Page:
The hard facts about PBwiki are undeniable (secure, available, handy), what you need to sell is LOVE :)
    (By the way, that’s what Apple always managed, quite opposed to MS).

    Oh, and you need quicker servers, at least for the pay-thingies. The business page builds up way too slowly.

  4. Chris S September 20, 2007 at 8:57 am #

    Give premium packages away free to their IT departments for their internal stuff. IT are most likely not to run from the word ‘wiki’. And if they like it, they might suggest its use for other workgroups / departments within the company. Offer hefty bulk-license discounts so it’s attractive to create wikis for each of these other groups. Make sure the first year is an absolute bargain. The key would be to get people using it. Once people have their work on it, they’ll pay a lot to keep using it.

  5. Elliot Lee September 20, 2007 at 11:41 pm #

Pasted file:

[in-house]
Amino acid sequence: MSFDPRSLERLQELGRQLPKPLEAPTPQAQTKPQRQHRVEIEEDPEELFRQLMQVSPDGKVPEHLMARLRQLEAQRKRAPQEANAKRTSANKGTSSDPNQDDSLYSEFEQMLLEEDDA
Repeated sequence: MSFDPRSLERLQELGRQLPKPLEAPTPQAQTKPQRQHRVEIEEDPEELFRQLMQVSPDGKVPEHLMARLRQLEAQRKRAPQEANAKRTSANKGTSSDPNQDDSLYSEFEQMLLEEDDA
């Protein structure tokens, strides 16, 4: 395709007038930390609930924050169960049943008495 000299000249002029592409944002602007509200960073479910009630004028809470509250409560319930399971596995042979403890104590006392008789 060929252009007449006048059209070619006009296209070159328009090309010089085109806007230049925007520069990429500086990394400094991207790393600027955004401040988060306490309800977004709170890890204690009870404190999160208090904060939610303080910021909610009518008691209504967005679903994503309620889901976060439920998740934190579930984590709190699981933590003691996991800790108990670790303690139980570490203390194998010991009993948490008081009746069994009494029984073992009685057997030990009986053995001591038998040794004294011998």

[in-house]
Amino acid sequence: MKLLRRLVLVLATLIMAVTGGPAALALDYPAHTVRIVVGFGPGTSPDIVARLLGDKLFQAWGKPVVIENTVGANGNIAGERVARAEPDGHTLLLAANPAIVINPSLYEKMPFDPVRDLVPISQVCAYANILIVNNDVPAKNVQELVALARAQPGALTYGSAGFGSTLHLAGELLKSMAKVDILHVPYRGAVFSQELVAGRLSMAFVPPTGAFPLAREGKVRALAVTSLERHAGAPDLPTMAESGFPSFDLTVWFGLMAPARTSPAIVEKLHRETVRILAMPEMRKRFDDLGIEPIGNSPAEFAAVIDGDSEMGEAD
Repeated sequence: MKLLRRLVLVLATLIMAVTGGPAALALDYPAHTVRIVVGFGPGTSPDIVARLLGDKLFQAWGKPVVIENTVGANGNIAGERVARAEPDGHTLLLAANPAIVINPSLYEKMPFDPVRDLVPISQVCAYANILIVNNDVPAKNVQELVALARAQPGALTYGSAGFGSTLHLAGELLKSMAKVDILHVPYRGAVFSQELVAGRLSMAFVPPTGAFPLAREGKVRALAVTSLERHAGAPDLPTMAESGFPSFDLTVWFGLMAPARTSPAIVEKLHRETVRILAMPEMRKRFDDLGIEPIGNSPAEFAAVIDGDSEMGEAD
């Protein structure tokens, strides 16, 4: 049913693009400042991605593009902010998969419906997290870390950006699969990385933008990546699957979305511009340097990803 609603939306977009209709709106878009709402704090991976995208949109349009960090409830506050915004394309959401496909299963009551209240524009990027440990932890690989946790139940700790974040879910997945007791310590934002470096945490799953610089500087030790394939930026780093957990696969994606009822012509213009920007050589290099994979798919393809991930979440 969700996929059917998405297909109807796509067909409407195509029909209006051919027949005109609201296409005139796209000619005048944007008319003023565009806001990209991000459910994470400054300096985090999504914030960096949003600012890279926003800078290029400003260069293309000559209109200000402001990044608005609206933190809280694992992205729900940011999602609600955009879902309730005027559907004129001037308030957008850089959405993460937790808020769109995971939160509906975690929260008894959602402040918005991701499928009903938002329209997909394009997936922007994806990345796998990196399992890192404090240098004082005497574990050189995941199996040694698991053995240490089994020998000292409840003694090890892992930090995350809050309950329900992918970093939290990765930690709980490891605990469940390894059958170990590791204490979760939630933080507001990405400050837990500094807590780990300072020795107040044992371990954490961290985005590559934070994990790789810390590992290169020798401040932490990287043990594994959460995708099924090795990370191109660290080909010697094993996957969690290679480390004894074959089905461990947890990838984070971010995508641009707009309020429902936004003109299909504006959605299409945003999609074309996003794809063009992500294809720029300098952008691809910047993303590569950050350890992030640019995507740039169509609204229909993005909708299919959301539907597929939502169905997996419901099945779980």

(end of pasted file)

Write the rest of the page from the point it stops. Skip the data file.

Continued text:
Traditional media. Many small businesses are still offline and read magazines for insight. Put an ad in a magazine read by businessowners, or some other print ad that gets in their face. Also, say something about the uniqueness of PBwiki, and how it will save their business time and money.

  6. Francisco September 23, 2007 at 9:34 am #

    I’d like to suggest a feature to PBwiki, where should I do it?

  7. Greg September 25, 2007 at 1:14 pm #

    PBWiki’s promotional problems are two-fold. First, when IT people hear the term ‘wiki’, they often cringe in memory of an urban legend about some guy named “Bob” who wrote an encyclopedia entry on “Expert Systems” after taking two hits of LSD. And second, when many major decision makers (aka – Baby Boomers) hear the term ‘wiki’, they think you’re talking about an Ewok.